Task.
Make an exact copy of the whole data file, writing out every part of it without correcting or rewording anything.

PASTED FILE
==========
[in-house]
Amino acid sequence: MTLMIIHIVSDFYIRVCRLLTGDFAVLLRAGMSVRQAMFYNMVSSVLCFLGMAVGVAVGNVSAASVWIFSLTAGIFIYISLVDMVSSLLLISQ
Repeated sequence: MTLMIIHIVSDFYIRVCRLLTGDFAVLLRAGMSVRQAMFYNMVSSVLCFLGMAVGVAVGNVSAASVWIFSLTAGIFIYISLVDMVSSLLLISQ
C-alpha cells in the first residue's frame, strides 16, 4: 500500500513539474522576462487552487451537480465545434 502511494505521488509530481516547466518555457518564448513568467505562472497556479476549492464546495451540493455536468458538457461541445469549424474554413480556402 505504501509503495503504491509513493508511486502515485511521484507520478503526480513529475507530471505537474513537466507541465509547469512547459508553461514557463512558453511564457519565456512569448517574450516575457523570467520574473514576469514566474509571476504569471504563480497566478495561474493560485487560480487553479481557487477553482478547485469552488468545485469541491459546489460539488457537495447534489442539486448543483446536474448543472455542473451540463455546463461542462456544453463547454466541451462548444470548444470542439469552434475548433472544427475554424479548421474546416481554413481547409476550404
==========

[in-house]
Amino acid sequence: MTLMIIHIVSDFYIRVCRLLTGDFAVLLRAGMSVRQAMFYNMVSSVLCFLGMAVGVAVGNVSAASVWIFSLTAGIFIYISLVDMVSSLLLISQ
Repeated sequence: MTLMIIHIVSDFYIRVCRLLTGDFAVLLRAGMSVRQAMFYNMVSSVLCFLGMAVGVAVGNVSAASVWIFSLTAGIFIYISLVDMVSSLLLISQ
C-alpha cells in the first residue's frame, strides 16, 4: 500500500513539474522576462487552487451537480465545434 502511494505521488509530481516547466518555457518564448513568467505562472497556479476549492464546495451540493455536468458538457461541445469549424474554413480556402 505504501509503495503504491509513493508511486502515485511521484507520478503526480513529475507530471505537474513537466507541465509547469512547459508553461514557463512558453511564457519565456512569448517574450516575457523570467520574473514576469514566474509571476504569471504563480497566478495561474493560485487560480487553479481557487477553482478547485469552488468545485469541491459546489460539488457537495447534489442539486448543483446536474448543472455542473451540463455546463461542462456544453463547454466541451462548444470548444470542439469552434475548433472544427475554424479548421474546416481554413481547409476550404